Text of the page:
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Eran's blog

Bulk Email Tips and Tricks

DomainKeys authenticationDomainKeys is designed to verify the Email sender’s domain. Most ISPs out there seem to have moved on to DKIM (Domain Keys Identified Mail) but not Yahoo. To get Yahoo to authenticate your DK signed messages you need to include a DomainKeys signature. You can actually get both DomainKeys and DKIM together with DKIMProxy but the documentation is slightly out of date.

To get DKIMProxy to sign using DomainKeys in addition or instead of DKIM follow the instructions for setting up a DKIMProxy_out.conf file on Brandon Checketts’ web site. You may also find his DKIM Validator to be useful.

Sending Email on Behalf – Sometimes you want the sender to be someone other than yourself. For example when users send invites through your website you may want the From field to show the sender’s Email address and name. This requires understanding some SMTP subtleties (envelope sender vs. sender header vs. from header) but there’s some good examples on how to do this on the openSPF website.

Sending from Non-standard ports using JavaMail – If you’re using DKIMProxy you may end up sending email through port 587 (based on the recommended setup). Java makes it a but more complicated than it should be but I found a good bit of sample code here. This boils down to something like:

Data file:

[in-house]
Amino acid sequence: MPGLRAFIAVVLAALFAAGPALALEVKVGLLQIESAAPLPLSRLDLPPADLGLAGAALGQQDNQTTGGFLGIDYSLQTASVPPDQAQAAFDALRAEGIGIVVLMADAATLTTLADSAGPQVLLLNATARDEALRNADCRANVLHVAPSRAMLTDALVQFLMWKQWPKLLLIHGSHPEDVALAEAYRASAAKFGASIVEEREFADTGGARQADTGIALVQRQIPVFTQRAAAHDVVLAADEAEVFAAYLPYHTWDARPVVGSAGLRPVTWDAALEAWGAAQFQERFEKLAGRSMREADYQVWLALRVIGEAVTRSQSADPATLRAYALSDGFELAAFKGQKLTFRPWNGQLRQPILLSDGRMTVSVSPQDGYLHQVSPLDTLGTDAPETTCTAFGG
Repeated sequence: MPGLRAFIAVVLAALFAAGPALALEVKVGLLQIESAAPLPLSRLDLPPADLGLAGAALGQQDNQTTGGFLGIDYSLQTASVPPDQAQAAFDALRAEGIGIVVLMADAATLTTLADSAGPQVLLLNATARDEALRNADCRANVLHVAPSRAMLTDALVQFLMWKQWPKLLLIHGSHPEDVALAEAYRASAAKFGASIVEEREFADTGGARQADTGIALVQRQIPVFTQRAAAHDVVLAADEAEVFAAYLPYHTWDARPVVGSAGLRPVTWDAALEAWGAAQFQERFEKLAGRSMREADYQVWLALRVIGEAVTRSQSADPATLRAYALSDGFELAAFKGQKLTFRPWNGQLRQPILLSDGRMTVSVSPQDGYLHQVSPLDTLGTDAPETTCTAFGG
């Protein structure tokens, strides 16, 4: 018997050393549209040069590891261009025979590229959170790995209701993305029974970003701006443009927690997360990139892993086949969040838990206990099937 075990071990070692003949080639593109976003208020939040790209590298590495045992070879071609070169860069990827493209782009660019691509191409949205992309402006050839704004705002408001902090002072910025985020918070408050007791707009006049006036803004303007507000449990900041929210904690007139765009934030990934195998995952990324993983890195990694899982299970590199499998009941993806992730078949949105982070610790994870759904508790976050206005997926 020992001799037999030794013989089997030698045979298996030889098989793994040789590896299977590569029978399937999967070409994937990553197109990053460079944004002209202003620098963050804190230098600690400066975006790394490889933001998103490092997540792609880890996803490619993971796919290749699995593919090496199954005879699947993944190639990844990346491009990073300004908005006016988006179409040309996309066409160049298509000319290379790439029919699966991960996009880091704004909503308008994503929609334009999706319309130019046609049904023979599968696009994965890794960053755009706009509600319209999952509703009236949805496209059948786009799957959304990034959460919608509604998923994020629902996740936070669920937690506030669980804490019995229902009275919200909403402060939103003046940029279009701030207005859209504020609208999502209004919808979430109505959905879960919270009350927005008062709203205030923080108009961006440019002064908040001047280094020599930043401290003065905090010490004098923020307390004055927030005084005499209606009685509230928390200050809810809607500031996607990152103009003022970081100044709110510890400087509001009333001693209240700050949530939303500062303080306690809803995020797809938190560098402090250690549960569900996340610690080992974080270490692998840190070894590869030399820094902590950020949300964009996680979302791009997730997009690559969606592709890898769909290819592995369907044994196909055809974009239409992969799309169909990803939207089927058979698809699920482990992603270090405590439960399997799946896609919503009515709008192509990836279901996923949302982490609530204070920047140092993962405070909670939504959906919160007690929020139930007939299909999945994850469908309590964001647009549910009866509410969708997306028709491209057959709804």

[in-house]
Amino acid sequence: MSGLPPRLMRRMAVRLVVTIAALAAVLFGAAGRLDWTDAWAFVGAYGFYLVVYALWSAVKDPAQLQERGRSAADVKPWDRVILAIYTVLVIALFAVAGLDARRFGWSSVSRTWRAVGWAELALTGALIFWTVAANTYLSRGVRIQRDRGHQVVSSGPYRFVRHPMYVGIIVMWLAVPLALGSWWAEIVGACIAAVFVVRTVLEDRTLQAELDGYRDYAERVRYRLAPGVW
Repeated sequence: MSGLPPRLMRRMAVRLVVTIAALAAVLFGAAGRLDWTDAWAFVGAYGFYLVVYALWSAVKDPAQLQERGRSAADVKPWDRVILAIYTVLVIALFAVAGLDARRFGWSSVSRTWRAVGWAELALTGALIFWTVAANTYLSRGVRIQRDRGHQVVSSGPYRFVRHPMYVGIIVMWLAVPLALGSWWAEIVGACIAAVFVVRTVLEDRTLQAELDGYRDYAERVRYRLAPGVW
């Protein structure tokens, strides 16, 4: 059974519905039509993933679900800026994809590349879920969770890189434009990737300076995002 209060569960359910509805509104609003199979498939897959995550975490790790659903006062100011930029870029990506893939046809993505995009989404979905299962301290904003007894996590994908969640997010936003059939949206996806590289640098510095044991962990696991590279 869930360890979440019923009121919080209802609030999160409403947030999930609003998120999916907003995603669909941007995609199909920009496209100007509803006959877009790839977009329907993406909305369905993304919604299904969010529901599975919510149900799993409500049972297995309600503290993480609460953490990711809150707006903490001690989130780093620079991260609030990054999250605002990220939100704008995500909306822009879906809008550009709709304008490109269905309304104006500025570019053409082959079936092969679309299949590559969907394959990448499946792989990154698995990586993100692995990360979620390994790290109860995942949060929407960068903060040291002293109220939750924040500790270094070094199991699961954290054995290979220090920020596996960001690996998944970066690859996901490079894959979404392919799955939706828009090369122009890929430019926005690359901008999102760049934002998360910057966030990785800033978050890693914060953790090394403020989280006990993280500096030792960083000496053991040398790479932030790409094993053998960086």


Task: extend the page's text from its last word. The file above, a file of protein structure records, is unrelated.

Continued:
Transport tr = new SMTPTransport(session, new URLName(smtpHost));
tr.connect(smtpHost, smtpPort, username, password);
tr.sendMessage(msg, recipients);
tr.close();

Calling the connect method yourself is the important part. It seems that otherwise SMTPTransport will use port 25 even if you specify differently in the session’s properties.

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Filed under: Java, The Net, , , , , , , , , ,

AvaPeeps Update

AvaPeeps: FlirtNation has been progressing quite rapidly. In the last few months since we’ve launched on the web we’ve been hard at work, streamlining the user experience, making it easier to join and more fun to play.

Mobile and Web still offer quite different experiences and creating a game that works well on both and is fun and engaging on both platforms is an interesting challenge. The last couple of updates focused mostly on making the user experience on the web more fun, taking advantage of more screen real-estate and better UI options. It shows too, the game flows much better and we see more people enjoying it every day. We’ve also been noticed by the blogosphere. Inside Social Games, writes:

What is most interesting, however, is that AvaPeeps was originally a mobile game that migrated to the web space (rather than the other way around). That said, you are also capable of playing the game using T-Mobile, BOOST, Virgin, or Three (in the UK). Mobile games isn’t particularly unusual, but in this case, the game has been tied to the web version as well, allowing players to interact with each other in real time, from anywhere, regardless of whether or not they are using the web or a mobile device.

We’ve got plenty more planned for the next few months, so stay tuned!

Filed under: Projects, , , , , ,